Saturday, 15 October 2011

Weird Writing

How do you write? Any weird habits?  A favourite position (ooo, er missus)? Do you need complete silence, or do you rock out to Black Sabbath? Or can’t you even think about it until you have 3 coffees, melba toast and a wee dod of caviar? (Aye, right.)

Truman Capote, who arguably wrote the best true crime “novel” ever, couldn’t write unless he was lying down, in bed or on a couch with a cigarette and a coffee. As the day progressed he moved from coffee to mint tea to martinis. As he described it, he had to be puffing and sipping.

Hemingway used to write 500 words every morning, to avoid the heat. Living in Scotland, I SO don’t have that problem.  He is quoted as saying he wrote one page of masterpiece to ninety-one pages of shit and that he aimed to put the shit in the wastebasket. I’m thinking the toilet would have been preferable.

Nabokov wrote his novels on index cards – they would then be paper-clipped together and stored in wee boxes. In the Paris Review he said he liked lined Bristol cards and well-sharpened, not too hard, pencils capped with erasers. We call erasers rubbers in these here parts. Which could cause all kinds of confusion and does cause all kinds of sniggering in classrooms around the country.

Thomas Clayton Wolfe, the early 20th century novelist (no, I’ve never heard of him either) was so tall he used to write leaning over a refrigerator.

Ben Franklin liked to write in the bath.

Voltaire used to place his parchment on the back of his naked lover.

John Cheever only had one suit, so he would go to his writing space, hang his suit up and write in his boxers.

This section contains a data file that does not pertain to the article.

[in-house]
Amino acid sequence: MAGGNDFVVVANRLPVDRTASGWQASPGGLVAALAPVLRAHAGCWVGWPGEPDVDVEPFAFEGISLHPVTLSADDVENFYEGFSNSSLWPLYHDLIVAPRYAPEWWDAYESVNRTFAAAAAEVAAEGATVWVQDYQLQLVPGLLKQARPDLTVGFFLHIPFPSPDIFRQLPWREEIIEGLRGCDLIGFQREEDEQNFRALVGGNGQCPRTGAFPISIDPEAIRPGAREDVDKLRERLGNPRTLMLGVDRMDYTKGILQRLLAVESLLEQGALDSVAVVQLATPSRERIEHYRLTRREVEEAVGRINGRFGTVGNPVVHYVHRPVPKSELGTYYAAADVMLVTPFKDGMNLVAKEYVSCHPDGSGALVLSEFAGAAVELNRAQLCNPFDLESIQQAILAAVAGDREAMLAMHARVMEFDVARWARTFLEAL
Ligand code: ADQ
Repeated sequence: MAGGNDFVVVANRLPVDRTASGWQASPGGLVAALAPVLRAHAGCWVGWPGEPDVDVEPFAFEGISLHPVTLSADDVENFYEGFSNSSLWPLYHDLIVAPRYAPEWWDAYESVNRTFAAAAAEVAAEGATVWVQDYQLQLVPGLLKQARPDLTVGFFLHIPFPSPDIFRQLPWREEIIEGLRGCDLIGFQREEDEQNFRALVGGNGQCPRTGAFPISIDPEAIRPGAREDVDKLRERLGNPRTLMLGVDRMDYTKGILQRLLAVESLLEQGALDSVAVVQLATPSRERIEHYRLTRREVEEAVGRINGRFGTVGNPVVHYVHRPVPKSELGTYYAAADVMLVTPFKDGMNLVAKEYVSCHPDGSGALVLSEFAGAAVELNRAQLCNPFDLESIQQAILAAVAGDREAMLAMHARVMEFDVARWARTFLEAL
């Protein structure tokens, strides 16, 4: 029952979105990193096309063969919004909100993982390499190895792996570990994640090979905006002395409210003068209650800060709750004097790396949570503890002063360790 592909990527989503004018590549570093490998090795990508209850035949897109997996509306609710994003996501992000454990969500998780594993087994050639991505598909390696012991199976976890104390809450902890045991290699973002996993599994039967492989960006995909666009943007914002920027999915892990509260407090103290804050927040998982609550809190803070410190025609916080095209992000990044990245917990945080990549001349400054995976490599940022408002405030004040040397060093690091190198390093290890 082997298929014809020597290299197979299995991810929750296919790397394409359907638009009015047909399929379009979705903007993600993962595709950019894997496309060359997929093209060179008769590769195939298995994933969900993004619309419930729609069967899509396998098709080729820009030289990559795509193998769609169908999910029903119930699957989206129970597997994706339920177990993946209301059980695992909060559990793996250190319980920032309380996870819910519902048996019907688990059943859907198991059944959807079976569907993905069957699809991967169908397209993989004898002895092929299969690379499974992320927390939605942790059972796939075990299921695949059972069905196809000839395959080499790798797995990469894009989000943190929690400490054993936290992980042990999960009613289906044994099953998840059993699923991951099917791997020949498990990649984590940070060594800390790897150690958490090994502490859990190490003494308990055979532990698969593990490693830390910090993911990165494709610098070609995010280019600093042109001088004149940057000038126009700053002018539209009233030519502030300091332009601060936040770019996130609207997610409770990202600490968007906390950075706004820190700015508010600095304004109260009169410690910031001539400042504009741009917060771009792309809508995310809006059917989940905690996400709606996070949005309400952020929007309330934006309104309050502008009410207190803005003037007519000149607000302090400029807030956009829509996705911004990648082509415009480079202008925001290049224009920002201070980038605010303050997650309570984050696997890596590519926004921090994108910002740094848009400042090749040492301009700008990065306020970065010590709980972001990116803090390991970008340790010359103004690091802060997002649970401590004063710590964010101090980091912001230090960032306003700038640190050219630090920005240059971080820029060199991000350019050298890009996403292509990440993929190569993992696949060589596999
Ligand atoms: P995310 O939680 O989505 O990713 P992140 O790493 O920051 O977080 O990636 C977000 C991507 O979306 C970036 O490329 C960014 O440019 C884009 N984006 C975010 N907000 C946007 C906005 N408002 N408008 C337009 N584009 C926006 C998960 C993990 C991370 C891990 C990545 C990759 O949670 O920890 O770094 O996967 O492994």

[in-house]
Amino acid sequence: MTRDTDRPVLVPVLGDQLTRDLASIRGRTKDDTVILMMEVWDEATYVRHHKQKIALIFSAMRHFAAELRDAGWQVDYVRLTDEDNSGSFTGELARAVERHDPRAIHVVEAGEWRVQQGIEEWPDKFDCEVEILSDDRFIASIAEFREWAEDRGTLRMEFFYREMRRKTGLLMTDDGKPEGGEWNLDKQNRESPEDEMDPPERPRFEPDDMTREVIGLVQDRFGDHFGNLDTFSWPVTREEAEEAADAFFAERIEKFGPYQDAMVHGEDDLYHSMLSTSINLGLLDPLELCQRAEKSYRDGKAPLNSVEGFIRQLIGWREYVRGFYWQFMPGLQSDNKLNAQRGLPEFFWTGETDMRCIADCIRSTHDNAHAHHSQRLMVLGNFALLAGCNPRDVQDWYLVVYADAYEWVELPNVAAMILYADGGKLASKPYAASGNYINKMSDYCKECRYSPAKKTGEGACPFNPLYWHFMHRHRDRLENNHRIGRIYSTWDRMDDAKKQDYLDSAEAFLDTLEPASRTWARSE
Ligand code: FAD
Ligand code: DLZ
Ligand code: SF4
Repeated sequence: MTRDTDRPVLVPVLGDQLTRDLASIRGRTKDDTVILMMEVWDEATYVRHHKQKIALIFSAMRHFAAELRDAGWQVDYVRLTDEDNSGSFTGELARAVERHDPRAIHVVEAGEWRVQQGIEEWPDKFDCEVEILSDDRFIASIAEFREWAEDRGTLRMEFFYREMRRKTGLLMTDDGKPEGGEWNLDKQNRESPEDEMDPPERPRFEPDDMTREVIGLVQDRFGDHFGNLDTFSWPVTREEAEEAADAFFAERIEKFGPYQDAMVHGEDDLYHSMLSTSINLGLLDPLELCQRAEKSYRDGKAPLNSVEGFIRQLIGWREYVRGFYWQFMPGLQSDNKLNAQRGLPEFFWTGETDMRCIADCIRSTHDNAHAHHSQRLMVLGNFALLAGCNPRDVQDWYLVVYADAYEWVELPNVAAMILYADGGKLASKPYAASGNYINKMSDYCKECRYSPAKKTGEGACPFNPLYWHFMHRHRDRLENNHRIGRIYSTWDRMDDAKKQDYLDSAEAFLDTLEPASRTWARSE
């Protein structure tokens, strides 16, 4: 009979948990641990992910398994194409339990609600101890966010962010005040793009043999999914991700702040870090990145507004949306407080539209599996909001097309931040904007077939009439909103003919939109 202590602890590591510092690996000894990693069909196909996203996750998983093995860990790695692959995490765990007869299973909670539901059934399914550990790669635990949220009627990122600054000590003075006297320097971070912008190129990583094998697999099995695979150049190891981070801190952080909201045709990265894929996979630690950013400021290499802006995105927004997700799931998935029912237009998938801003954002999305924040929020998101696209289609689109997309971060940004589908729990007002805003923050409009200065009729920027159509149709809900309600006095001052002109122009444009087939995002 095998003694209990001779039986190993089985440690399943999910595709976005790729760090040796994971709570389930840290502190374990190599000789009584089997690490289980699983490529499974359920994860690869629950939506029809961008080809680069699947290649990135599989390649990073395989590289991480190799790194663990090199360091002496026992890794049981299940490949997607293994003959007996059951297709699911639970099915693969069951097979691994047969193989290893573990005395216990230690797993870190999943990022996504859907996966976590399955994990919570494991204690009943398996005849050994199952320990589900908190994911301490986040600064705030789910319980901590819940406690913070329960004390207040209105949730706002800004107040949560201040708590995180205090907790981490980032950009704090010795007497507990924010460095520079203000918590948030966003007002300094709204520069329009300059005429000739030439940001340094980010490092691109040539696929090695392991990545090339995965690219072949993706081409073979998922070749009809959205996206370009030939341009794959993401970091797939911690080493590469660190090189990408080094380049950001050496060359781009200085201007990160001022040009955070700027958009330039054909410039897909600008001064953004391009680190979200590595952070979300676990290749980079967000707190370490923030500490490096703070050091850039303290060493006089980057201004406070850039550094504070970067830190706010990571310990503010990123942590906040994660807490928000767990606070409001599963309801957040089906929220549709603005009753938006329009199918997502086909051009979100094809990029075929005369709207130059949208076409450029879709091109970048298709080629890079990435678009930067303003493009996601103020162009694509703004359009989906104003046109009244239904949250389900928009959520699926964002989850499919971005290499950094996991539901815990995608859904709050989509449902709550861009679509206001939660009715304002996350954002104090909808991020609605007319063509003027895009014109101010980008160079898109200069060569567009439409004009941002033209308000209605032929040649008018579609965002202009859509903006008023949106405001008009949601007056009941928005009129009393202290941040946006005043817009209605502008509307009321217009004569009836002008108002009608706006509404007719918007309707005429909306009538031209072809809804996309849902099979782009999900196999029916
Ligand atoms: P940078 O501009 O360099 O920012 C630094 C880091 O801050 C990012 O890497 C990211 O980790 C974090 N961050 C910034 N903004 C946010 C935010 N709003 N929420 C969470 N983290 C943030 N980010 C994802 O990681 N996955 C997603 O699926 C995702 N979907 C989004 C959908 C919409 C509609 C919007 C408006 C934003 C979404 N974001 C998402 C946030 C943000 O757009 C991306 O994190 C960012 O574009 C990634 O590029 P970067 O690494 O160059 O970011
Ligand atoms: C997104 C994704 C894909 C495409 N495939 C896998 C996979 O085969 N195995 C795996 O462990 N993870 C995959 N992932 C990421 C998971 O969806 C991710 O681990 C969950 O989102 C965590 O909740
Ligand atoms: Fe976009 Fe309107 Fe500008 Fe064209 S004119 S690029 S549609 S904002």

So go on, fess up – when your (creative) juices start flowing what weird habits do you have?


  1. Got to be down the Caff, at my corner table. TV blaring above my head, card players hurling abuse at each other behind me. I'm oblivious to it all. I should point out that proofreading takes place at home in complete silence.

  2. Liking the sound of that, Andrew. If you're struggling to think of the right word are you ever tempted to turn and shout at the card players to STFU?

  3. I wonder if that dashing fella uses conditioner for that fur of his ...or maybe some fabric softener?

  4. Writers are howl-at-the-moon crazy.

    And so is Dezzy. :)

  5. I put the TV on, but put it on mute. Something has to be moving - maybe it's good chi, or maybe I'm batshit crazy, either is possible.

  6. Dezzy - I'm going with fabric softener. Works better on coarse hair, or so I've found.#koffs

    LG - oooowww, ooooowww, ooowwwww. (that's my lame-ass moon-howl, btw)

    Barb - whatever does it for you is fine by me. here's a thought: could you not pay the local kids to run back and forward past your window? It would save on electricity bills. And they'd only be kicking cans, getting drunk on buckie or using up all the txt allowance on their parents' phones. You would therefore be providing a public service. Win/ win.

    I just took that too far, didn't I?

  7. I like where you're going with this, but I live on the third floor...

  8. Barb, as soon as I pressed "post" I said to myself, I bet Barb lives in a flat. You could take your laptop onto the landing and get the kids to run the stairs?

  9. First of all, didn't we all hear last year that this was a picture of you before you cut the beard off? Hmm,

    Well, usually I write better by the bayou and this year I have the perfect little screened in canopy to keep the mosquitoes out. But lately I've been so distracted. One thing that always works is my fine point calligraphy ballpoint and a hard backed spiral notebook. Seems like it keeps the mind from getting too far ahead of the hand.

  10. Feet up on desk. Keyboard on lap. Silence. Anger if the phone goes. Resentment if I have to go to a meeting or something. And if the writing's going well, a blissful lack of awareness of where or who I am. (Then the bloody phone goes.)

  11. Bill, here's my advice - for what it's worth - change your tel number and don't let anyone know.